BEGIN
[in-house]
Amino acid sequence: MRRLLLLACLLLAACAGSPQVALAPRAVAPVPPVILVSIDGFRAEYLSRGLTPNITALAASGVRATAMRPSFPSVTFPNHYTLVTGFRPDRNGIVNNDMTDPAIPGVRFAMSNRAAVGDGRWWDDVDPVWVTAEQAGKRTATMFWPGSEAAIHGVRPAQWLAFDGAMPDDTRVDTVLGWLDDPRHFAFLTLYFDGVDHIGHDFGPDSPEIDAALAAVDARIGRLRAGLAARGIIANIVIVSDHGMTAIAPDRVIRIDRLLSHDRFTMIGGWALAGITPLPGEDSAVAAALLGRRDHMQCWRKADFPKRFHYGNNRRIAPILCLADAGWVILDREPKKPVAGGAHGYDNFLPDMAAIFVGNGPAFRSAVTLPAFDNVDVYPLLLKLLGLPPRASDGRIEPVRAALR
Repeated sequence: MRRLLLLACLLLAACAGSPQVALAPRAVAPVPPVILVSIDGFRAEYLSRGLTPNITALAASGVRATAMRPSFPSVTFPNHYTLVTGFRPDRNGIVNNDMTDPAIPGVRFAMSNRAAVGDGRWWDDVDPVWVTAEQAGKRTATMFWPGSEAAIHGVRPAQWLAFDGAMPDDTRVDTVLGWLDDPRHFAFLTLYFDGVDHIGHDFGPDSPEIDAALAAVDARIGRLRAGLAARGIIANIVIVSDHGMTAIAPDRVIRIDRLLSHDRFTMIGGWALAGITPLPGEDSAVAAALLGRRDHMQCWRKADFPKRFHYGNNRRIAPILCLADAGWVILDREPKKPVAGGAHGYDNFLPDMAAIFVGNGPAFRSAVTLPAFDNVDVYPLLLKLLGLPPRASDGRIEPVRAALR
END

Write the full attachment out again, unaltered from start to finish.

[in-house]
Amino acid sequence: MRRLLLLACLLLAACAGSPQVALAPRAVAPVPPVILVSIDGFRAEYLSRGLTPNITALAASGVRATAMRPSFPSVTFPNHYTLVTGFRPDRNGIVNNDMTDPAIPGVRFAMSNRAAVGDGRWWDDVDPVWVTAEQAGKRTATMFWPGSEAAIHGVRPAQWLAFDGAMPDDTRVDTVLGWLDDPRHFAFLTLYFDGVDHIGHDFGPDSPEIDAALAAVDARIGRLRAGLAARGIIANIVIVSDHGMTAIAPDRVIRIDRLLSHDRFTMIGGWALAGITPLPGEDSAVAAALLGRRDHMQCWRKADFPKRFHYGNNRRIAPILCLADAGWVILDREPKKPVAGGAHGYDNFLPDMAAIFVGNGPAFRSAVTLPAFDNVDVYPLLLKLLGLPPRASDGRIEPVRAALR
Repeated sequence: MRRLLLLACLLLAACAGSPQVALAPRAVAPVPPVILVSIDGFRAEYLSRGLTPNITALAASGVRATAMRPSFPSVTFPNHYTLVTGFRPDRNGIVNNDMTDPAIPGVRFAMSNRAAVGDGRWWDDVDPVWVTAEQAGKRTATMFWPGSEAAIHGVRPAQWLAFDGAMPDDTRVDTVLGWLDDPRHFAFLTLYFDGVDHIGHDFGPDSPEIDAALAAVDARIGRLRAGLAARGIIANIVIVSDHGMTAIAPDRVIRIDRLLSHDRFTMIGGWALAGITPLPGEDSAVAAALLGRRDHMQCWRKADFPKRFHYGNNRRIAPILCLADAGWVILDREPKKPVAGGAHGYDNFLPDMAAIFVGNGPAFRSAVTLPAFDNVDVYPLLLKLLGLPPRASDGRIEPVRAALR